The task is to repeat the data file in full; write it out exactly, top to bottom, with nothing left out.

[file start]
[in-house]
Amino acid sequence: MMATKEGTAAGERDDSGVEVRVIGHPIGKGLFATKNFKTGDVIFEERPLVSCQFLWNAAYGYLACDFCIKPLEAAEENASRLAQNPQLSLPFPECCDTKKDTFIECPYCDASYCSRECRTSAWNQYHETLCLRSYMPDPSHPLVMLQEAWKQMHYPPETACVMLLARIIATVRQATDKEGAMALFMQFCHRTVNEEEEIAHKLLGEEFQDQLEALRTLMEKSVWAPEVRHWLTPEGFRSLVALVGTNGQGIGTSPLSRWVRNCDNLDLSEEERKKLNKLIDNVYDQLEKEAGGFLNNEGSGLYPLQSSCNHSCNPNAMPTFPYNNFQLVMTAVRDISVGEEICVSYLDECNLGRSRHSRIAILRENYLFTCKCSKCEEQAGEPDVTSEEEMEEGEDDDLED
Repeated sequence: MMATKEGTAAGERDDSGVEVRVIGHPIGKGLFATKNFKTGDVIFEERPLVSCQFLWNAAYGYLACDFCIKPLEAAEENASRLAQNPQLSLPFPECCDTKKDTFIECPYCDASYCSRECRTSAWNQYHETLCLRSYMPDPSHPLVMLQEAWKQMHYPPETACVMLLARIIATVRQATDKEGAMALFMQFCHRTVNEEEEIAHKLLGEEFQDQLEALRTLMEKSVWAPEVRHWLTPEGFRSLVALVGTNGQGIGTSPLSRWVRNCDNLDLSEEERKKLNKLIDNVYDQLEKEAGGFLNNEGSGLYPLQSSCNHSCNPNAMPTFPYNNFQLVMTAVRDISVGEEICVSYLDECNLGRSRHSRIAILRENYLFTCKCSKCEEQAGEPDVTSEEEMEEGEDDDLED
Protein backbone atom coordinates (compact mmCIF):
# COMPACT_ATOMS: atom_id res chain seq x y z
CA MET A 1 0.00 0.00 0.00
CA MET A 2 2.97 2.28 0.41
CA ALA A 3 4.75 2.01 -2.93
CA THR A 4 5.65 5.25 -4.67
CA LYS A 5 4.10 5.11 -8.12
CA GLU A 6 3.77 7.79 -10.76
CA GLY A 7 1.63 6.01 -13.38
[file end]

[in-house]
Amino acid sequence: MMATKEGTAAGERDDSGVEVRVIGHPIGKGLFATKNFKTGDVIFEERPLVSCQFLWNAAYGYLACDFCIKPLEAAEENASRLAQNPQLSLPFPECCDTKKDTFIECPYCDASYCSRECRTSAWNQYHETLCLRSYMPDPSHPLVMLQEAWKQMHYPPETACVMLLARIIATVRQATDKEGAMALFMQFCHRTVNEEEEIAHKLLGEEFQDQLEALRTLMEKSVWAPEVRHWLTPEGFRSLVALVGTNGQGIGTSPLSRWVRNCDNLDLSEEERKKLNKLIDNVYDQLEKEAGGFLNNEGSGLYPLQSSCNHSCNPNAMPTFPYNNFQLVMTAVRDISVGEEICVSYLDECNLGRSRHSRIAILRENYLFTCKCSKCEEQAGEPDVTSEEEMEEGEDDDLED
Repeated sequence: MMATKEGTAAGERDDSGVEVRVIGHPIGKGLFATKNFKTGDVIFEERPLVSCQFLWNAAYGYLACDFCIKPLEAAEENASRLAQNPQLSLPFPECCDTKKDTFIECPYCDASYCSRECRTSAWNQYHETLCLRSYMPDPSHPLVMLQEAWKQMHYPPETACVMLLARIIATVRQATDKEGAMALFMQFCHRTVNEEEEIAHKLLGEEFQDQLEALRTLMEKSVWAPEVRHWLTPEGFRSLVALVGTNGQGIGTSPLSRWVRNCDNLDLSEEERKKLNKLIDNVYDQLEKEAGGFLNNEGSGLYPLQSSCNHSCNPNAMPTFPYNNFQLVMTAVRDISVGEEICVSYLDECNLGRSRHSRIAILRENYLFTCKCSKCEEQAGEPDVTSEEEMEEGEDDDLED
Protein backbone atom coordinates (compact mmCIF):
# COMPACT_ATOMS: atom_id res chain seq x y z
CA MET A 1 0.00 0.00 0.00
CA MET A 2 2.97 2.28 0.41
CA ALA A 3 4.75 2.01 -2.93
CA THR A 4 5.65 5.25 -4.67
CA LYS A 5 4.10 5.11 -8.12
CA GLU A 6 3.77 7.79 -10.76
CA GLY A 7 1.63 6.01 -13.38